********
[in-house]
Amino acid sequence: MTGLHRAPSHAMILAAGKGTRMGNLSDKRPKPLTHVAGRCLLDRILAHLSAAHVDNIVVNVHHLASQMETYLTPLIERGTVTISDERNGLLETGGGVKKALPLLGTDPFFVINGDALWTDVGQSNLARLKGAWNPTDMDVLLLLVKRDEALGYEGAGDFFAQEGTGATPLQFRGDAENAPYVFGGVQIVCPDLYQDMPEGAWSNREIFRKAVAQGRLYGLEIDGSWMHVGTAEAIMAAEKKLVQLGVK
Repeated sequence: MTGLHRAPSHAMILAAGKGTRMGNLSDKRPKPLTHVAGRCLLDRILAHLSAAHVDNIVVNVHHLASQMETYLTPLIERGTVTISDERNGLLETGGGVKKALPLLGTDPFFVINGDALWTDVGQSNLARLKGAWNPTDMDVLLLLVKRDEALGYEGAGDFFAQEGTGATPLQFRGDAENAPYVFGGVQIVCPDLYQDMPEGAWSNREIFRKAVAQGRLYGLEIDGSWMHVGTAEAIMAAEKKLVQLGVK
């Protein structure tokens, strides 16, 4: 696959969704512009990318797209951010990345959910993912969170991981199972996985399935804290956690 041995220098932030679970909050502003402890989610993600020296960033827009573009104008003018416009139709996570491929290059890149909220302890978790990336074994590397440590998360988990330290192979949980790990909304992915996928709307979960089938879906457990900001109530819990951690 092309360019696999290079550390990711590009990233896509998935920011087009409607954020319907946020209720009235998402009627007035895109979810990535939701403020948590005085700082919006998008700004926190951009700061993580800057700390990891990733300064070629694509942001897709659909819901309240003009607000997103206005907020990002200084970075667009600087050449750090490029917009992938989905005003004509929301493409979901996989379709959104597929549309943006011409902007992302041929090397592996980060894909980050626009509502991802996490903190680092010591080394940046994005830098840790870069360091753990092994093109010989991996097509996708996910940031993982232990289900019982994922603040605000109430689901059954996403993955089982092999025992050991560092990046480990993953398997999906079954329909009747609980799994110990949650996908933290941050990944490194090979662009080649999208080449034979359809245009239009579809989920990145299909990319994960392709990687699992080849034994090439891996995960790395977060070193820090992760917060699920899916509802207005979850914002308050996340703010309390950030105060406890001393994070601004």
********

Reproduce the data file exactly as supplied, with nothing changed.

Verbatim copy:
[in-house]
Amino acid sequence: MTGLHRAPSHAMILAAGKGTRMGNLSDKRPKPLTHVAGRCLLDRILAHLSAAHVDNIVVNVHHLASQMETYLTPLIERGTVTISDERNGLLETGGGVKKALPLLGTDPFFVINGDALWTDVGQSNLARLKGAWNPTDMDVLLLLVKRDEALGYEGAGDFFAQEGTGATPLQFRGDAENAPYVFGGVQIVCPDLYQDMPEGAWSNREIFRKAVAQGRLYGLEIDGSWMHVGTAEAIMAAEKKLVQLGVK
Repeated sequence: MTGLHRAPSHAMILAAGKGTRMGNLSDKRPKPLTHVAGRCLLDRILAHLSAAHVDNIVVNVHHLASQMETYLTPLIERGTVTISDERNGLLETGGGVKKALPLLGTDPFFVINGDALWTDVGQSNLARLKGAWNPTDMDVLLLLVKRDEALGYEGAGDFFAQEGTGATPLQFRGDAENAPYVFGGVQIVCPDLYQDMPEGAWSNREIFRKAVAQGRLYGLEIDGSWMHVGTAEAIMAAEKKLVQLGVK
């Protein structure tokens, strides 16, 4: 696959969704512009990318797209951010990345959910993912969170991981199972996985399935804290956690 041995220098932030679970909050502003402890989610993600020296960033827009573009104008003018416009139709996570491929290059890149909220302890978790990336074994590397440590998360988990330290192979949980790990909304992915996928709307979960089938879906457990900001109530819990951690 092309360019696999290079550390990711590009990233896509998935920011087009409607954020319907946020209720009235998402009627007035895109979810990535939701403020948590005085700082919006998008700004926190951009700061993580800057700390990891990733300064070629694509942001897709659909819901309240003009607000997103206005907020990002200084970075667009600087050449750090490029917009992938989905005003004509929301493409979901996989379709959104597929549309943006011409902007992302041929090397592996980060894909980050626009509502991802996490903190680092010591080394940046994005830098840790870069360091753990092994093109010989991996097509996708996910940031993982232990289900019982994922603040605000109430689901059954996403993955089982092999025992050991560092990046480990993953398997999906079954329909009747609980799994110990949650996908933290941050990944490194090979662009080649999208080449034979359809245009239009579809989920990145299909990319994960392709990687699992080849034994090439891996995960790395977060070193820090992760917060699920899916509802207005979850914002308050996340703010309390950030105060406890001393994070601004």